Saturday, March 16, 2013


There was a time when outdoor writers wrote about much more than the outdoors. Hunting was more than hunting; fishing was more than fishing, and the campfire was the hub about which the wheels of the world turned. For whatever reason, we've moved away from that. More often than not, today's outdoor writers are technical writers. Fly fishing publications - both books and periodicals - oftentimes read like DIY home repair guides; they're more about method than they are about meaning. We've too much data. We need stories. We need metaphor.

With that thought in mind, I found this sonnet while browsing poems with my students.  As I'm a father of two precocious little girls and one very rambunctious little boy I was taken by the poem's imagery and the ambiguity of the last two lines.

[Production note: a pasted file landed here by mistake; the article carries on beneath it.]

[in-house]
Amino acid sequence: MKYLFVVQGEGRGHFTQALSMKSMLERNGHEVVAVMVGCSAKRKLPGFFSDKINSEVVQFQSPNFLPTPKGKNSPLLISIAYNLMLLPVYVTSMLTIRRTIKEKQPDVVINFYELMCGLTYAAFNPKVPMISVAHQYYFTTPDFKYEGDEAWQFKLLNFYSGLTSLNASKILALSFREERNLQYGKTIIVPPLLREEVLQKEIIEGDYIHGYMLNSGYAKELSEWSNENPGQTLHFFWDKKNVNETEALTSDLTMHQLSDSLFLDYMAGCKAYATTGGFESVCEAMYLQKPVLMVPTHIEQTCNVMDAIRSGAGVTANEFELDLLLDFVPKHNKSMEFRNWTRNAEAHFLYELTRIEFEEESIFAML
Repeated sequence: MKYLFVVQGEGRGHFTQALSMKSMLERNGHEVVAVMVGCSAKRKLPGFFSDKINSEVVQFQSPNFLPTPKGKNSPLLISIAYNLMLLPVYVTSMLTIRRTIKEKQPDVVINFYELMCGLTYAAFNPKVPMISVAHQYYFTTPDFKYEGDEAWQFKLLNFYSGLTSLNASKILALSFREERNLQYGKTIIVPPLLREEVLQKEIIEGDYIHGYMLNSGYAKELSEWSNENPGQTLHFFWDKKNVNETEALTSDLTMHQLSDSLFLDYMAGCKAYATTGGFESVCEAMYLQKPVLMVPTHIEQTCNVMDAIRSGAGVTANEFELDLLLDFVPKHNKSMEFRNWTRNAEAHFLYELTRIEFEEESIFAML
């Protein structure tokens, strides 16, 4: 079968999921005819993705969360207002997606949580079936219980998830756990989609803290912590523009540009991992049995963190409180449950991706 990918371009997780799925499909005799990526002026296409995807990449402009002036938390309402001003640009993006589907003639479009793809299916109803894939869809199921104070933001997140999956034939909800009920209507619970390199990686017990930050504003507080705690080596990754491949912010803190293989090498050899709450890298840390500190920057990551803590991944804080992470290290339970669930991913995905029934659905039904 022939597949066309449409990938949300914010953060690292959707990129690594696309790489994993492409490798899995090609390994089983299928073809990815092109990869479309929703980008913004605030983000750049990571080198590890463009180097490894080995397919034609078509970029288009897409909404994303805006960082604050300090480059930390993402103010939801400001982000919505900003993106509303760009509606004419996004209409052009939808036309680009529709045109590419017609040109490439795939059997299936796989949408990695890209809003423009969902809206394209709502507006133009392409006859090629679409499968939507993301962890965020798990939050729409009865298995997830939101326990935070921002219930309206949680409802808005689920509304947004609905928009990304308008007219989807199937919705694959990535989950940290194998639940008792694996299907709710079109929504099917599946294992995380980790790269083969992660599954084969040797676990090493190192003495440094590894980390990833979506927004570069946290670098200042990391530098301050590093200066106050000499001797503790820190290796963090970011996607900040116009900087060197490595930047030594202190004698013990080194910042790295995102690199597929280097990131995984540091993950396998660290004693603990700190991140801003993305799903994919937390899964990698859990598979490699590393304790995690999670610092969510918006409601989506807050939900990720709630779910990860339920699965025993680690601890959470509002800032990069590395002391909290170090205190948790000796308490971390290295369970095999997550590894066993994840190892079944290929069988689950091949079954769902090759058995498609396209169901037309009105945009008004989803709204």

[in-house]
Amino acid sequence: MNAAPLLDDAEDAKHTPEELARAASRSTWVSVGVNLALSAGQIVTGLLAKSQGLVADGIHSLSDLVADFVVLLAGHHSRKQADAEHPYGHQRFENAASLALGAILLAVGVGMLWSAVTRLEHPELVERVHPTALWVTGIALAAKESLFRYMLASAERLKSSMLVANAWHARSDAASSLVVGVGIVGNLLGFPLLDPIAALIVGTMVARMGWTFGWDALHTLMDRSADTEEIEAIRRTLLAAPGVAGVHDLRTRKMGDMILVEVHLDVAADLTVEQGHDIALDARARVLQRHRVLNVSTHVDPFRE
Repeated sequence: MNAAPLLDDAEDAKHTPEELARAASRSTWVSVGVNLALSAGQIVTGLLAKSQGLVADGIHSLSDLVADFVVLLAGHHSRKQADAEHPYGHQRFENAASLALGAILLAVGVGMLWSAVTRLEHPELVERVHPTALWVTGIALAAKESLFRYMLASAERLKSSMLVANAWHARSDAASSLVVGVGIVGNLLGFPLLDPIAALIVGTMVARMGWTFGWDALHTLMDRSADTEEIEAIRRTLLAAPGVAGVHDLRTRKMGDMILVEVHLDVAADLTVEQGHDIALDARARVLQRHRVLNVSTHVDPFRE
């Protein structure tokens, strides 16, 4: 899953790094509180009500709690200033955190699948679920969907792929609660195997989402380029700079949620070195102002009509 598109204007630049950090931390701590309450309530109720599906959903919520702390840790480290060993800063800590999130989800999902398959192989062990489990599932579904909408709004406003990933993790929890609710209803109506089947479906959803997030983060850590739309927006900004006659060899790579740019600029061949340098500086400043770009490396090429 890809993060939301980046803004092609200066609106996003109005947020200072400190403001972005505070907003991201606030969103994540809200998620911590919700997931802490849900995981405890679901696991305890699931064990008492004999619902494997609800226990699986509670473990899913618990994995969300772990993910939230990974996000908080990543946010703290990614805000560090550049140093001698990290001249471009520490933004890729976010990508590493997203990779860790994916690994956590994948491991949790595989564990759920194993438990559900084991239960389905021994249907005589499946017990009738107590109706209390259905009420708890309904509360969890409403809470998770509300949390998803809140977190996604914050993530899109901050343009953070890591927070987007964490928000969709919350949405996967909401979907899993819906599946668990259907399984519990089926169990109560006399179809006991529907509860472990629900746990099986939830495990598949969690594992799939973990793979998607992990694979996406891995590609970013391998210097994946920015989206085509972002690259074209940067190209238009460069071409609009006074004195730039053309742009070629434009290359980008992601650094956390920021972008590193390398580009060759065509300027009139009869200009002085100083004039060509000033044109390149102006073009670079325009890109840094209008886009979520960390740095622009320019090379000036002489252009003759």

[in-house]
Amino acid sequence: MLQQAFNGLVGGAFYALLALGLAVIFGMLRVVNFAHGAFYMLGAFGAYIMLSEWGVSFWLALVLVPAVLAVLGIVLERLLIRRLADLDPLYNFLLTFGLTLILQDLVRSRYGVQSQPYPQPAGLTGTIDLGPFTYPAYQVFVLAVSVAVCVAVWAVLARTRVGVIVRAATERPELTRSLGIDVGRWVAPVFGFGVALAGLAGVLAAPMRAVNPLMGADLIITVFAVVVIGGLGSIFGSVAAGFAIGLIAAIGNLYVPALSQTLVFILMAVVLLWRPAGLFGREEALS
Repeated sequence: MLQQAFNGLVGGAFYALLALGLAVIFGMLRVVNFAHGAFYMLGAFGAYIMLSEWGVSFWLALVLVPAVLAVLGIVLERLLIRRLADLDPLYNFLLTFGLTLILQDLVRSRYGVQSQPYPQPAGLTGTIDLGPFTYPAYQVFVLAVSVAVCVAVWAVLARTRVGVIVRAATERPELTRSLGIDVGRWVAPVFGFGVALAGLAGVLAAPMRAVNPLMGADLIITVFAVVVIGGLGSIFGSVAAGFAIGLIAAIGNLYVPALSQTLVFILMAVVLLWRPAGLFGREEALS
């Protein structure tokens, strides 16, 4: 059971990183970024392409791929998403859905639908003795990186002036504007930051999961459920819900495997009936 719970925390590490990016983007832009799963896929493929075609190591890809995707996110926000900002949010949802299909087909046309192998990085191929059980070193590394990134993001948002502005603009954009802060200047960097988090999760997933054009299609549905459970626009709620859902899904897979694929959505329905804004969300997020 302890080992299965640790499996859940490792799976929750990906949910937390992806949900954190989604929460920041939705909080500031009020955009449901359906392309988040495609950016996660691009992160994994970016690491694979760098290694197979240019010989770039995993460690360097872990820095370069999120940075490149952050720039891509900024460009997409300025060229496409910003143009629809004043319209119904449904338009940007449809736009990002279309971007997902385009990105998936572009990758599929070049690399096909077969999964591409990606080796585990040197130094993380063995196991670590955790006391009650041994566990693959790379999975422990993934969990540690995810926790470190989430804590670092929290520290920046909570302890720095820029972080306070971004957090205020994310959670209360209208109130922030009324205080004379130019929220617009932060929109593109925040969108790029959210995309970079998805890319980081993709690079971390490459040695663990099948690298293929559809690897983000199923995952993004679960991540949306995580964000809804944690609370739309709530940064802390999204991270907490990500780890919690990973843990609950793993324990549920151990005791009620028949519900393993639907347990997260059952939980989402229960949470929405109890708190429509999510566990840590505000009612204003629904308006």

Thought some of you folks might appreciate "Fishing" as I do ... 


The two of them stood in the middle water,
The current slipping away, quick and cold,
The sun slow at his zenith, sweating gold,
Once, in some sullen summer of father and daughter.
Maybe he regretted he had brought her—
She'd rather have been elsewhere, her look told—
Perhaps a year ago, but now too old.
Still, she remembered lessons he had taught her:
To cast towards shadows, where the sunlight fails
And fishes shelter in the undergrowth.
And when the unseen strikes, how all else pales
Beside the bright-dark struggle, the rainbow wroth,
Life and death weighed in the shining scales,
The invisible line pulled taut that links them both.
      - A.E. Stallings


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